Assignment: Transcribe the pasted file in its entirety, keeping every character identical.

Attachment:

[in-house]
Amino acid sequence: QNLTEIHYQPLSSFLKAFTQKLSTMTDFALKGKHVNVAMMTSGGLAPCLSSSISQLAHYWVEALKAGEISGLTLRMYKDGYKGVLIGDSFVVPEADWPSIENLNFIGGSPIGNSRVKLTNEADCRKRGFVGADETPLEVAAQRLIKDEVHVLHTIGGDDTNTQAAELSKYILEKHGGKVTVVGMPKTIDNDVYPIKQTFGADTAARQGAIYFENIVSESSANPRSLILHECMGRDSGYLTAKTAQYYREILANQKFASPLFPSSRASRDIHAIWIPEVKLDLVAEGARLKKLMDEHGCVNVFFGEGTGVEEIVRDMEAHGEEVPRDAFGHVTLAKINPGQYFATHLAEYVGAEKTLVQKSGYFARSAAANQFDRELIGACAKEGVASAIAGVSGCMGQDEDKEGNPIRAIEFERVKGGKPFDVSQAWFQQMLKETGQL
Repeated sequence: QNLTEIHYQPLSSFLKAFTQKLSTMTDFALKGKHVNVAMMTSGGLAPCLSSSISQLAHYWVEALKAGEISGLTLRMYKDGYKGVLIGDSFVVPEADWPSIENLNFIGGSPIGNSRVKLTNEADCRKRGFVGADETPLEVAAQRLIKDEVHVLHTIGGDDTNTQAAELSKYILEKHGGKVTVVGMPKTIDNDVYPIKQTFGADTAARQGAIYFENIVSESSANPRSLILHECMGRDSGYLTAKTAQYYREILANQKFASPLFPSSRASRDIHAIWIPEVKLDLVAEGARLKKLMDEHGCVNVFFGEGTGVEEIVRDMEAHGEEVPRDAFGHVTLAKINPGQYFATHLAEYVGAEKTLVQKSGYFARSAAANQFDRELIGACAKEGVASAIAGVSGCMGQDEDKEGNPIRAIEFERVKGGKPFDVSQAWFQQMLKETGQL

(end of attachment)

[in-house]
Amino acid sequence: QNLTEIHYQPLSSFLKAFTQKLSTMTDFALKGKHVNVAMMTSGGLAPCLSSSISQLAHYWVEALKAGEISGLTLRMYKDGYKGVLIGDSFVVPEADWPSIENLNFIGGSPIGNSRVKLTNEADCRKRGFVGADETPLEVAAQRLIKDEVHVLHTIGGDDTNTQAAELSKYILEKHGGKVTVVGMPKTIDNDVYPIKQTFGADTAARQGAIYFENIVSESSANPRSLILHECMGRDSGYLTAKTAQYYREILANQKFASPLFPSSRASRDIHAIWIPEVKLDLVAEGARLKKLMDEHGCVNVFFGEGTGVEEIVRDMEAHGEEVPRDAFGHVTLAKINPGQYFATHLAEYVGAEKTLVQKSGYFARSAAANQFDRELIGACAKEGVASAIAGVSGCMGQDEDKEGNPIRAIEFERVKGGKPFDVSQAWFQQMLKETGQL
Repeated sequence: QNLTEIHYQPLSSFLKAFTQKLSTMTDFALKGKHVNVAMMTSGGLAPCLSSSISQLAHYWVEALKAGEISGLTLRMYKDGYKGVLIGDSFVVPEADWPSIENLNFIGGSPIGNSRVKLTNEADCRKRGFVGADETPLEVAAQRLIKDEVHVLHTIGGDDTNTQAAELSKYILEKHGGKVTVVGMPKTIDNDVYPIKQTFGADTAARQGAIYFENIVSESSANPRSLILHECMGRDSGYLTAKTAQYYREILANQKFASPLFPSSRASRDIHAIWIPEVKLDLVAEGARLKKLMDEHGCVNVFFGEGTGVEEIVRDMEAHGEEVPRDAFGHVTLAKINPGQYFATHLAEYVGAEKTLVQKSGYFARSAAANQFDRELIGACAKEGVASAIAGVSGCMGQDEDKEGNPIRAIEFERVKGGKPFDVSQAWFQQMLKETGQL